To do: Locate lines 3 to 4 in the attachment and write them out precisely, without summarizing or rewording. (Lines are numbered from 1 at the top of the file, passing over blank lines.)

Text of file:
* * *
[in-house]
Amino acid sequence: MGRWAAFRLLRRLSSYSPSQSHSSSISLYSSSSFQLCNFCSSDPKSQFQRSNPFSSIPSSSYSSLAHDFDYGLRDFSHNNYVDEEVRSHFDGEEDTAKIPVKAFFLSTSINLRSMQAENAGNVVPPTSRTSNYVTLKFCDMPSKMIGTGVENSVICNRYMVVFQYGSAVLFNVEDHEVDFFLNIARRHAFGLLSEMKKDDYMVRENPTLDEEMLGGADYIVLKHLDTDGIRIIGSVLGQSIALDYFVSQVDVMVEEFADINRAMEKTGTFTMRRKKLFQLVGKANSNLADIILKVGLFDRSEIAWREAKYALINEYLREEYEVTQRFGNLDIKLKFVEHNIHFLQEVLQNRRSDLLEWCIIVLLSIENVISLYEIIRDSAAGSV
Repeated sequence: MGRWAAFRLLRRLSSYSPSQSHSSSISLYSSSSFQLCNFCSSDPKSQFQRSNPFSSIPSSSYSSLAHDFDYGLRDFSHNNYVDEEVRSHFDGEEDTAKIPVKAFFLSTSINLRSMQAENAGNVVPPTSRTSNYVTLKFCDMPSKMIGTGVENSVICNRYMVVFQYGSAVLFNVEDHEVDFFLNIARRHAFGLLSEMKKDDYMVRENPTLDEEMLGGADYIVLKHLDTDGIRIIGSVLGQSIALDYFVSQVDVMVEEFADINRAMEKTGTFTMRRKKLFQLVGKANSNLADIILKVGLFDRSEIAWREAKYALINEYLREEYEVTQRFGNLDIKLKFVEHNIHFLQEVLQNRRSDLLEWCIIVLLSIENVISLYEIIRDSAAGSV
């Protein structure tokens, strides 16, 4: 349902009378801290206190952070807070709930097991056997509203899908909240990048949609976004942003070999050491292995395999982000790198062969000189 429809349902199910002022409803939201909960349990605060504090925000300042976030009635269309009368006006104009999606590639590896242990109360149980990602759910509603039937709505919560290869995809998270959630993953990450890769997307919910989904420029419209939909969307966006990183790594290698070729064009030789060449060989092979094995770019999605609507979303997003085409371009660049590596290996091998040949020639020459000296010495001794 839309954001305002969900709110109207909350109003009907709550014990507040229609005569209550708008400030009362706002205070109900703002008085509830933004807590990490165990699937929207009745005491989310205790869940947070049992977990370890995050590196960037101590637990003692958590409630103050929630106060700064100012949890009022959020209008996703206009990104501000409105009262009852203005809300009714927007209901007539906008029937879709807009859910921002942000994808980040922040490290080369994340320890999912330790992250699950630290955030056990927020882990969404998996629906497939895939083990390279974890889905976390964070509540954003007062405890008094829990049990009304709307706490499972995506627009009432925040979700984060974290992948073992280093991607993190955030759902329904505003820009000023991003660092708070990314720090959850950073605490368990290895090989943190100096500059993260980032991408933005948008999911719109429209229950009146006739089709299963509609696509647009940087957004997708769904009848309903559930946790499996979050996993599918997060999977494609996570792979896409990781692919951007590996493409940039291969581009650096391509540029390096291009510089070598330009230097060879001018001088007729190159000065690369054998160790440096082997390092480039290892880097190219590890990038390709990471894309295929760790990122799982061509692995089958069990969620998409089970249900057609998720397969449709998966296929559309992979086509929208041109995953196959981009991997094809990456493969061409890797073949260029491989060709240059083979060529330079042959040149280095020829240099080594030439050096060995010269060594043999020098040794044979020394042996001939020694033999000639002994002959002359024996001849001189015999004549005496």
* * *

Repeated sequence: MGRWAAFRLLRRLSSYSPSQSHSSSISLYSSSSFQLCNFCSSDPKSQFQRSNPFSSIPSSSYSSLAHDFDYGLRDFSHNNYVDEEVRSHFDGEEDTAKIPVKAFFLSTSINLRSMQAENAGNVVPPTSRTSNYVTLKFCDMPSKMIGTGVENSVICNRYMVVFQYGSAVLFNVEDHEVDFFLNIARRHAFGLLSEMKKDDYMVRENPTLDEEMLGGADYIVLKHLDTDGIRIIGSVLGQSIALDYFVSQVDVMVEEFADINRAMEKTGTFTMRRKKLFQLVGKANSNLADIILKVGLFDRSEIAWREAKYALINEYLREEYEVTQRFGNLDIKLKFVEHNIHFLQEVLQNRRSDLLEWCIIVLLSIENVISLYEIIRDSAAGSV
């Protein structure tokens, strides 16, 4: 349902009378801290206190952070807070709930097991056997509203899908909240990048949609976004942003070999050491292995395999982000790198062969000189 429809349902199910002022409803939201909960349990605060504090925000300042976030009635269309009368006006104009999606590639590896242990109360149980990602759910509603039937709505919560290869995809998270959630993953990450890769997307919910989904420029419209939909969307966006990183790594290698070729064009030789060449060989092979094995770019999605609507979303997003085409371009660049590596290996091998040949020639020459000296010495001794 839309954001305002969900709110109207909350109003009907709550014990507040229609005569209550708008400030009362706002205070109900703002008085509830933004807590990490165990699937929207009745005491989310205790869940947070049992977990370890995050590196960037101590637990003692958590409630103050929630106060700064100012949890009022959020209008996703206009990104501000409105009262009852203005809300009714927007209901007539906008029937879709807009859910921002942000994808980040922040490290080369994340320890999912330790992250699950630290955030056990927020882990969404998996629906497939895939083990390279974890889905976390964070509540954003007062405890008094829990049990009304709307706490499972995506627009009432925040979700984060974290992948073992280093991607993190955030759902329904505003820009000023991003660092708070990314720090959850950073605490368990290895090989943190100096500059993260980032991408933005948008999911719109429209229950009146006739089709299963509609696509647009940087957004997708769904009848309903559930946790499996979050996993599918997060999977494609996570792979896409990781692919951007590996493409940039291969581009650096391509540029390096291009510089070598330009230097060879001018001088007729190159000065690369054998160790440096082997390092480039290892880097190219590890990038390709990471894309295929760790990122799982061509692995089958069990969620998409089970249900057609998720397969449709998966296929559309992979086509929208041109995953196959981009991997094809990456493969061409890797073949260029491989060709240059083979060529330079042959040149280095020829240099080594030439050096060995010269060594043999020098040794044979020394042996001939020694033999000639002994002959002359024996001849001189015999004549005496």